“With these capabilities, we can extend and enhance the integrated infrastructure to fully incorporate compute, storage, networking, and graphics with standard commercial hypervisors like Citrix XenServer to deliver a scalable and agile IT infrastructure,” Cockerham said. “These GPU and remote graphics technologies make advanced visualization available when and where it’s needed, which will improve interdisciplinary collaboration and enable workflows that may cross geographical boundaries. They also will alleviate concerns that arise due to steadily increasing dataset sizes and the increased level of precision needed for unconventional plays. Companies will be able to deliver these solutions while allowing strategic data to remain within an optimized, secure, and central location.”
Eni has recognized the value of remote visualization and has a strategy to consolidate its applications on centralized infrastructure, with a data center located in Milan that handles the bulk of European visualization and HPC worldwide and a visualization hub in Houston.
The company has experienced significant advantages from remote visualization, including cost savings as it moved from expensive workstations to lower cost desktops. Current hardware requires no specialized software installed locally, reducing desktop IT support.
It also has benefited by the use of virtual teams, which ensures the best skillsets are being applied to the problems at hand.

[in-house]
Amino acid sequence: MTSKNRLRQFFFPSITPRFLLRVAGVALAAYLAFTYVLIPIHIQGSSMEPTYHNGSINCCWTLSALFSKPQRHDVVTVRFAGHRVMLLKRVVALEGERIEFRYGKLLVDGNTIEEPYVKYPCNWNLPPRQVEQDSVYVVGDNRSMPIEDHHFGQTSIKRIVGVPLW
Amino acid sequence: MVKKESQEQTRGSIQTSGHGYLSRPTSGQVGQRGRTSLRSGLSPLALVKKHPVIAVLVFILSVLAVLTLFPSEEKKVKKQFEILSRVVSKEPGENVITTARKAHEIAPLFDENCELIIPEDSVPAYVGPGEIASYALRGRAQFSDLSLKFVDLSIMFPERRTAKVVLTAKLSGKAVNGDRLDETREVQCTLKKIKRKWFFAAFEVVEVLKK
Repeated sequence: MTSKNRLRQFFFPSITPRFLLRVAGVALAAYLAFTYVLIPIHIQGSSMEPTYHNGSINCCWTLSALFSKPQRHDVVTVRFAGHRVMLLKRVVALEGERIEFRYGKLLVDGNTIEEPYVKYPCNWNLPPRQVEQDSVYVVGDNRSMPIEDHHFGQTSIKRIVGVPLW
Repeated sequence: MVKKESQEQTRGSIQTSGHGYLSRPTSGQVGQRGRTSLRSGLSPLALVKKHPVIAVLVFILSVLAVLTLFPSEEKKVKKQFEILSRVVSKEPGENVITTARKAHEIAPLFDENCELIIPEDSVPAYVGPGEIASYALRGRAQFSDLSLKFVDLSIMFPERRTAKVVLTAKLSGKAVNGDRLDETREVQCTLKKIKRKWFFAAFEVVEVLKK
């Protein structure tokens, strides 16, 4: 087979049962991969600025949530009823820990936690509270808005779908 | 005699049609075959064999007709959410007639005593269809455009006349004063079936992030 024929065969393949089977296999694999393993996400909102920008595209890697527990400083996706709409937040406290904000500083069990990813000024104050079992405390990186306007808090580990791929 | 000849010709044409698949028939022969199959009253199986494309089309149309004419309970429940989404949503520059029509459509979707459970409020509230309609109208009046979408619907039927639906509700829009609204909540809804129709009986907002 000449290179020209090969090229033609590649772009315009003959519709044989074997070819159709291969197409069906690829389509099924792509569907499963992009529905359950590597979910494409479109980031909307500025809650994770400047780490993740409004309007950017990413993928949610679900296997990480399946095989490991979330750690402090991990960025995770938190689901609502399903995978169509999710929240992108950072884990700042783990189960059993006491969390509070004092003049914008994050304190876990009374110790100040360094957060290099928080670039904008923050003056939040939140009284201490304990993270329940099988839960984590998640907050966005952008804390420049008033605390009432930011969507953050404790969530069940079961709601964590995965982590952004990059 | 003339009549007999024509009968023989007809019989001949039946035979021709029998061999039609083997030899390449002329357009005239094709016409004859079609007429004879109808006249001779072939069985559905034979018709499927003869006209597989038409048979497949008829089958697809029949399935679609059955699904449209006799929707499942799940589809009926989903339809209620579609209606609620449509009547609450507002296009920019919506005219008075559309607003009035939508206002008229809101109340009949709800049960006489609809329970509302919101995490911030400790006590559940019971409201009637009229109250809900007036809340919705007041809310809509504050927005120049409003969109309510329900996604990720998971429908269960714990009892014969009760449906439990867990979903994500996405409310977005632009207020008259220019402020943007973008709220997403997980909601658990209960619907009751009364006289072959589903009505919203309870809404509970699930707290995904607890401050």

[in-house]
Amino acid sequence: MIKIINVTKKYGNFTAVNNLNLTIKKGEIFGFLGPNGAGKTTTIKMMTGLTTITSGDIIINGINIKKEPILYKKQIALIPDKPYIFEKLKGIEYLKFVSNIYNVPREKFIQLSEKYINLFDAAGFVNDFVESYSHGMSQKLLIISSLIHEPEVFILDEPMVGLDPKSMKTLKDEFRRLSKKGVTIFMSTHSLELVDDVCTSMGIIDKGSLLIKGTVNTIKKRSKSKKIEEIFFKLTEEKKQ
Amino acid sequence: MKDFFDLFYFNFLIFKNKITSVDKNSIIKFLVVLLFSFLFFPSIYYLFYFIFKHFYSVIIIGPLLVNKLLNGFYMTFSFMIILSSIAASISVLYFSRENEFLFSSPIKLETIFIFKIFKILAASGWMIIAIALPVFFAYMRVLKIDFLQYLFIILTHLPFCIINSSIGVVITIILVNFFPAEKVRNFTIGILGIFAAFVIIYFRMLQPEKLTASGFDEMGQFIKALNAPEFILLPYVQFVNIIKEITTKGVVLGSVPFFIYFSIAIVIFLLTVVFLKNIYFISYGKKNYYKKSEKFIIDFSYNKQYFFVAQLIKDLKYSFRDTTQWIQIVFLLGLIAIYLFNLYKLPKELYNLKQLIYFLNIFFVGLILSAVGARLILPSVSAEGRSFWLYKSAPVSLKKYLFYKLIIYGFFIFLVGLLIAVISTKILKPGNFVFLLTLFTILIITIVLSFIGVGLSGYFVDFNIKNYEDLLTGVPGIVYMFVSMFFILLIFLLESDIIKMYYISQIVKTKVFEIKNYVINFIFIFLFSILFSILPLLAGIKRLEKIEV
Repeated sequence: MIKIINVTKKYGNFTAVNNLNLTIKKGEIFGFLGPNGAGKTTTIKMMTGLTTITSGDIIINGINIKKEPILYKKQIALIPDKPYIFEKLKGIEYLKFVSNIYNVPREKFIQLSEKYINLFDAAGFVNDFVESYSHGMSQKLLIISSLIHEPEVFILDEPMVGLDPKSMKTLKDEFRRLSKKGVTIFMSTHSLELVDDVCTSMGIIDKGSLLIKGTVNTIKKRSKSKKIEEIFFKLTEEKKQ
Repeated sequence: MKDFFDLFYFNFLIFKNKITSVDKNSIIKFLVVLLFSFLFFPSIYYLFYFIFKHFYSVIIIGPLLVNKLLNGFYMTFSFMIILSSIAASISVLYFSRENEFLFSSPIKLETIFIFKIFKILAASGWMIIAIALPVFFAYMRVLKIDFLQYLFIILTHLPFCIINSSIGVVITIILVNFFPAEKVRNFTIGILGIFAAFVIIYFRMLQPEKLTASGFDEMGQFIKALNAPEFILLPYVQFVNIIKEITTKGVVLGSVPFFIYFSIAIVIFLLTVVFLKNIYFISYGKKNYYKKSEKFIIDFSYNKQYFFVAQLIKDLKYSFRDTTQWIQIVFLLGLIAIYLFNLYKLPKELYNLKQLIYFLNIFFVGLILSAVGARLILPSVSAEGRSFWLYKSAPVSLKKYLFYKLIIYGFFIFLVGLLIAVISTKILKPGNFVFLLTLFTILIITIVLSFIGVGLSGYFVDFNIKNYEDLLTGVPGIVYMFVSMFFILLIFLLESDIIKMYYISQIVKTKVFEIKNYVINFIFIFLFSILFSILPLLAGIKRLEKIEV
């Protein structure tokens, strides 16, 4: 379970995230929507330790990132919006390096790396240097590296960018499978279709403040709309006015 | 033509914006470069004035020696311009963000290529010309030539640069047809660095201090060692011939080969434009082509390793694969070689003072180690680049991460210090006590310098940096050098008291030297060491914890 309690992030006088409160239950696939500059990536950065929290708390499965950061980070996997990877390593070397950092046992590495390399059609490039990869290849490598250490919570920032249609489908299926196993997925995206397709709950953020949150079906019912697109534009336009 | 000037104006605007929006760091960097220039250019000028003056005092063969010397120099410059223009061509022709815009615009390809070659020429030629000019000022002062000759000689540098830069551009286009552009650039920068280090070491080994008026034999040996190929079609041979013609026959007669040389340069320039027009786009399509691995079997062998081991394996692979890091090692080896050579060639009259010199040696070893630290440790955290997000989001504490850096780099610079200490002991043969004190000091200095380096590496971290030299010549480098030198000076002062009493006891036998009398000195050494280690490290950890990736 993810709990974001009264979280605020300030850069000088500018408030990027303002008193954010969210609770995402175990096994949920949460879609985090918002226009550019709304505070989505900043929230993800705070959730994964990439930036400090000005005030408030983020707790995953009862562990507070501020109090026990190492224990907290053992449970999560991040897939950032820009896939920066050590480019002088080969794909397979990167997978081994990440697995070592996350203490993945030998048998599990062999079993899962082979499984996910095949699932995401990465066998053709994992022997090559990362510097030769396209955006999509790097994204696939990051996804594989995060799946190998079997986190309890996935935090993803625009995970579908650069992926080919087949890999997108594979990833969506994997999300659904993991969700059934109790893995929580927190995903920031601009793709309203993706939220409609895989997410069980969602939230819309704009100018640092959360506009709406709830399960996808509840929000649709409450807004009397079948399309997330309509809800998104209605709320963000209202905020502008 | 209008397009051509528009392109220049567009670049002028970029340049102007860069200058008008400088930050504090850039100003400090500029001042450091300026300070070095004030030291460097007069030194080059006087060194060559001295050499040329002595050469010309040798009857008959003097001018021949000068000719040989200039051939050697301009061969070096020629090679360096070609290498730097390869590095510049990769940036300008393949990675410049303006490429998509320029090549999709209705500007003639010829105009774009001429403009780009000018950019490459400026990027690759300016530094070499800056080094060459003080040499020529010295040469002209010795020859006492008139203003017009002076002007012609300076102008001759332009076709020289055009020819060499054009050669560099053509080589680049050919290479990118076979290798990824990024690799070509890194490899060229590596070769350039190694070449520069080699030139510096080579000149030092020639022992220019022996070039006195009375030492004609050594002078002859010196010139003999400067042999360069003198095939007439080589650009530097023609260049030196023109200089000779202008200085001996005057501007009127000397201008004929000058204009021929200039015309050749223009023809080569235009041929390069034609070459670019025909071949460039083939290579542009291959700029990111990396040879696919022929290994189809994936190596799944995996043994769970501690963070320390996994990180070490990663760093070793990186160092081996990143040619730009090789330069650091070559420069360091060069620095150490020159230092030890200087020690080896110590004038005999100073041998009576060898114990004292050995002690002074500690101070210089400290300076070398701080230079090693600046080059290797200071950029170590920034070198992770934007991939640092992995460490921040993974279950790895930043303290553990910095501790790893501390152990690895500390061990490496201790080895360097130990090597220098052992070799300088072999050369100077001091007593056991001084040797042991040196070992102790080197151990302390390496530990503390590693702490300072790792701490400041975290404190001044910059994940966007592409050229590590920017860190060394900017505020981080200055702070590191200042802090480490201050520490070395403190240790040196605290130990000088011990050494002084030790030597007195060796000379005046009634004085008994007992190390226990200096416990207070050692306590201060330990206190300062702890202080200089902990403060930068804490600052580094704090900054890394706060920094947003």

Integration with the Cloud
“Virtualization and Cloud technology will make it possible to integrate and dynamically share all the compute, GPU, networking, and storage resources necessary for computation, visualization, and interpretation as part of a next-generation upstream oil and gas data center,” said Peter Ferri, energy industry director at NetApp. “These new data centers will deliver greater flexibility, efficiency, and economies of scale while improving computational performance, optimizing data management, and facilitating the use of critical visualization capabilities by experts and decision-makers.”
The ultimate goal is an interconnection between local and remote facilities so that oil and gas data centers can use remote IT resources, including public clouds, to meet compute and visualization requirements.
Cloud computing is still a rather new and sometimes scary concept to the oil and gas industry, which worries about relying on a public cloud to manage sensitive data. Ferri said that public cloud options actually are preferable in numerous scenarios.
For instance, several public providers already offer GPU and other HPC resources, including Amazon EC2, Nimix, Peer1, and Penguin Computing. This opens up the option of using public resources in addition to or even instead of internal resources.
One of the primary concerns is simply the volume of data managed by the oil and gas industry. Updating critical data to a public cloud would not only raise questions about its security but also could be time-prohibitive. Companies that offer HPC resources are offering services such as “private clouds” within their infrastructure to help mitigate these concerns. They also offer high-speed networking to move data more quickly, Ferri said.
Public clouds make the most sense in specific locations where access to internal resources is affected by latency or connectivity issues. They also are useful for small, shared projects that have a short timeline.
An IT infrastructure for the long term
Bringing GPUs into the data center will have a long-lasting impact on the way business is done in the oil and gas industry, Ferri said. “This new IT infrastructure will lead to further changes in workflows and practices for better collaboration, faster deployment of new joint venture projects, and provisioning of advanced IT capabilities to remote operations,” he said.
For more detailed information on this topic, download the new E&P white paper titled “Next-generation data center architecture for advanced visualization in upstream oil and gas” at epmag.com/whitepapers? .